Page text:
“Danny’s Interlude” feels like the opening to a much deeper session. Transporting you to the scene of a choir rehearsal — empty pews and a small group of vocalists singing out from the shade of an afternoon’s sunlight. Similar to Charlotte’s earlier work, this interlude also lives in a minimal, soulful world. This piece, however, offers the voices in the room to shine out in unison, drawing the listener into the sanctuary to take a better seat. The piece highlights the simply stacked vocals of Daniel Caesar with Wilson’s vocals supporting, as to agree with the 33 second prayer. By 17 seconds, we feel the warmth and sincerity of the message, embraced by the smooth “Ooo’s” that Wilson sings through to the end. Using words like “soul,” “mine eyes,” “glory,” and “wake,” this is a mindful pause between tracks; a call to the universe for clarity before the next tune.
James Baley’s new single “Banishment” drops on July 16.
Track 7: Changes
I first discovered Charlotte when I heard her track “Doubt.” It became one of my favourites and I’ve been playing it ever since. From the very beginning of “Changes,” I have to say I love the saxophone. It gives the song a jazzy feel. It sounds to me like Charlotte is reflecting on a time at the young age of 16, which is a key period in a teen’s life where they begin to grow up and experience many types of change. She speaks on wanting to take that leap but also going through an indecisive moment. It feels like a song of reflection, touching on “wanting to be there and giving it all up” but in the end, she just couldn’t. Maybe losing feelings for someone and realizing that she needed time to discover herself. And as guilty as it may feel to have to let go and move on, she will never know until she tries.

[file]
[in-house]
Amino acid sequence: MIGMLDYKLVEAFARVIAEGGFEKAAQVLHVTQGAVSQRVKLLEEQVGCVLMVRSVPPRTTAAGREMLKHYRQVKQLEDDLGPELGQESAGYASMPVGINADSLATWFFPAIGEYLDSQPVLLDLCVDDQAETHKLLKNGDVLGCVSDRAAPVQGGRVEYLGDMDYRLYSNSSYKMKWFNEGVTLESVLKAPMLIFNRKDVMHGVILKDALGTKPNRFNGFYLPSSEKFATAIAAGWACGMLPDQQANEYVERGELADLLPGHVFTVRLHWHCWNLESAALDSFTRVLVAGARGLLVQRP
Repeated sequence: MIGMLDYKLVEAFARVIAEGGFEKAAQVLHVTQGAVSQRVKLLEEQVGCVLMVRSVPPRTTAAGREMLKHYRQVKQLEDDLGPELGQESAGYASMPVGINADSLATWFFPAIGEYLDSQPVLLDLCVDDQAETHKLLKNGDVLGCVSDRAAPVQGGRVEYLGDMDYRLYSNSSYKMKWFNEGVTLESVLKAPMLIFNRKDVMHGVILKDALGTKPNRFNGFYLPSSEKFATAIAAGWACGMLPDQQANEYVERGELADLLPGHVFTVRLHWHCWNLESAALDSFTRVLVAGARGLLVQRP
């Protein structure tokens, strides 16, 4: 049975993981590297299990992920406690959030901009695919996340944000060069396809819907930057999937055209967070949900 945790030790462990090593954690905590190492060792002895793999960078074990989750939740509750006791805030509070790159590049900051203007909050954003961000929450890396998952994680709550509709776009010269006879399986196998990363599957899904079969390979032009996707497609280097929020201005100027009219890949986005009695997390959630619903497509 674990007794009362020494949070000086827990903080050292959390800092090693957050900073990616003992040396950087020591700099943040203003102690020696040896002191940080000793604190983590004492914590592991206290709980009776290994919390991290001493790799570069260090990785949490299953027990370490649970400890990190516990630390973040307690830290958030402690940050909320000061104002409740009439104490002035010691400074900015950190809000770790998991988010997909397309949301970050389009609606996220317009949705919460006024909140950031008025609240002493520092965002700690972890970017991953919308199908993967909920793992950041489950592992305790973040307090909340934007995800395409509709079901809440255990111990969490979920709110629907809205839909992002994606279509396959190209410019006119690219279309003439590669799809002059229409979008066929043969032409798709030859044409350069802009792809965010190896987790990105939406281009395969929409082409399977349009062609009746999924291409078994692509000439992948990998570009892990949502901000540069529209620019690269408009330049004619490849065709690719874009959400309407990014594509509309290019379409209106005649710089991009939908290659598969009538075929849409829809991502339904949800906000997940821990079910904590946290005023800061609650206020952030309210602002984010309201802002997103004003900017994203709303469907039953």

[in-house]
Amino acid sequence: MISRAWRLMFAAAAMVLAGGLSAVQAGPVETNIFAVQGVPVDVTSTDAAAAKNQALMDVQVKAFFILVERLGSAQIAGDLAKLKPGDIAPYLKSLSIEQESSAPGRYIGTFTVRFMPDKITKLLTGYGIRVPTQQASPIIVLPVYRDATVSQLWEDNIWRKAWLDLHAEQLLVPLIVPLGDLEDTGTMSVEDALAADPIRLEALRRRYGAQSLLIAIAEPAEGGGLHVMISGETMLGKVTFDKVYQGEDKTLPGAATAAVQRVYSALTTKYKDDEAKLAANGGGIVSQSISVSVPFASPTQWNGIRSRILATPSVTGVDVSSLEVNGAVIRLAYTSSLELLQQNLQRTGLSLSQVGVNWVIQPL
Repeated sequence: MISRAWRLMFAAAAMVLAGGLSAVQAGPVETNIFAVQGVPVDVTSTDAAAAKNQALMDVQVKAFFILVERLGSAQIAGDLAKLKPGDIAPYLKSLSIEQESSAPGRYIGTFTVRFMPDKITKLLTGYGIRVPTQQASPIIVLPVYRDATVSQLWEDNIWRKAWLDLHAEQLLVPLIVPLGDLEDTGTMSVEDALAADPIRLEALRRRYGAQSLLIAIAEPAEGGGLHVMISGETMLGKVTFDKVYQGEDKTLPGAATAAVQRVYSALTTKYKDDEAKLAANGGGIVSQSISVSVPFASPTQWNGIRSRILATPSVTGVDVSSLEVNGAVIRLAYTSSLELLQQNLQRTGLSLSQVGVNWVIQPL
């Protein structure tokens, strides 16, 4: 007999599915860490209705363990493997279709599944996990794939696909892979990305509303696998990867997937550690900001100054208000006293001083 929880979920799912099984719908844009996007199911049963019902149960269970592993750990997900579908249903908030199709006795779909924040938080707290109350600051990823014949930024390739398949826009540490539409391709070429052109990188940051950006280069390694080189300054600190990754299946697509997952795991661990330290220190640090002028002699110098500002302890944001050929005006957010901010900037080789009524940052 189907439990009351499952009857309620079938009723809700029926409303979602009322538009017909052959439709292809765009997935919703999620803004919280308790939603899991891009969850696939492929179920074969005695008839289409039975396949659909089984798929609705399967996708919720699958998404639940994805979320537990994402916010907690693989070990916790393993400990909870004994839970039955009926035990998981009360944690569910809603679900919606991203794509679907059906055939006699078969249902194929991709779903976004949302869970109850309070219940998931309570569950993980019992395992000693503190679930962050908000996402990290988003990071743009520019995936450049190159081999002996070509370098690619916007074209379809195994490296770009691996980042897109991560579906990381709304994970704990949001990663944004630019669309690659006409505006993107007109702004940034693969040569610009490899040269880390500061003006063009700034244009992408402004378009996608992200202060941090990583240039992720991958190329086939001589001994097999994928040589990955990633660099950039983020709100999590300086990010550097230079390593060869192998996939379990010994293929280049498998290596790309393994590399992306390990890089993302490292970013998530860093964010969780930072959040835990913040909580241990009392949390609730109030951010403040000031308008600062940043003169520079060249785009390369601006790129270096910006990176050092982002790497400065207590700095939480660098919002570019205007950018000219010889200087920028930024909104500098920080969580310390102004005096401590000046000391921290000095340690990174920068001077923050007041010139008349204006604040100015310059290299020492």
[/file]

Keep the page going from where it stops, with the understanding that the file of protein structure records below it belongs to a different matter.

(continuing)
Track 8: Take Care Of You (feat. Syd)
“Take Care Of You” is a warm silky ride. As soon as I saw that Syd was featured as one of the few guests on the entire project, I was excited about the possibilities, and they did not disappoint. I love how no time was wasted getting right to the chorus, with vocal harmonies that felt like they were wrapped all around me as soon as I pressed play. Everything from the punchy 808s to the not-so-subtle guitar string squeaks make the track very soothing as it sits under the vocals of both Charlotte and Syd. And just as I thought I knew the song, the drums changed and the reverb got bigger, giving it a whole new live kind of feel. I can’t wait to be in a room to hear them perform this together. This record is magic!